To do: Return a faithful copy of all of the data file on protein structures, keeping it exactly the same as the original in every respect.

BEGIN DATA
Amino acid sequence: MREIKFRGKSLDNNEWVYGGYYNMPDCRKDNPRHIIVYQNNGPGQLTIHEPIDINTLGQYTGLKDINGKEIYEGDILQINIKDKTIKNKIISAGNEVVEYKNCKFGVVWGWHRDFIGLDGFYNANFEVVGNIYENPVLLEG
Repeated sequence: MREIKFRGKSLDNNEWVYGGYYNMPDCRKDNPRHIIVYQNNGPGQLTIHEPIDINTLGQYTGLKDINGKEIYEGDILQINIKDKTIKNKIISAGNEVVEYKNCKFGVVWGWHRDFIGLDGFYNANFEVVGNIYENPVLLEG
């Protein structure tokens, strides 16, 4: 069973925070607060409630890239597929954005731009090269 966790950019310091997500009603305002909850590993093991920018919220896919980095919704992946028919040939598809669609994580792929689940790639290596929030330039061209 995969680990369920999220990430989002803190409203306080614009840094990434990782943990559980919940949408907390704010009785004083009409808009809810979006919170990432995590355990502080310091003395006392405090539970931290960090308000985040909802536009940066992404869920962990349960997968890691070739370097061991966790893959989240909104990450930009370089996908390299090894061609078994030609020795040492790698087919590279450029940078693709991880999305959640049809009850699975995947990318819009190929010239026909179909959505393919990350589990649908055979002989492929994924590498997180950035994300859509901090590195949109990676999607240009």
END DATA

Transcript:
Amino acid sequence: MREIKFRGKSLDNNEWVYGGYYNMPDCRKDNPRHIIVYQNNGPGQLTIHEPIDINTLGQYTGLKDINGKEIYEGDILQINIKDKTIKNKIISAGNEVVEYKNCKFGVVWGWHRDFIGLDGFYNANFEVVGNIYENPVLLEG
Repeated sequence: MREIKFRGKSLDNNEWVYGGYYNMPDCRKDNPRHIIVYQNNGPGQLTIHEPIDINTLGQYTGLKDINGKEIYEGDILQINIKDKTIKNKIISAGNEVVEYKNCKFGVVWGWHRDFIGLDGFYNANFEVVGNIYENPVLLEG
């Protein structure tokens, strides 16, 4: 069973925070607060409630890239597929954005731009090269 966790950019310091997500009603305002909850590993093991920018919220896919980095919704992946028919040939598809669609994580792929689940790639290596929030330039061209 995969680990369920999220990430989002803190409203306080614009840094990434990782943990559980919940949408907390704010009785004083009409808009809810979006919170990432995590355990502080310091003395006392405090539970931290960090308000985040909802536009940066992404869920962990349960997968890691070739370097061991966790893959989240909104990450930009370089996908390299090894061609078994030609020795040492790698087919590279450029940078693709991880999305959640049809009850699975995947990318819009190929010239026909179909959505393919990350589990649908055979002989492929994924590498997180950035994300859509901090590195949109990676999607240009």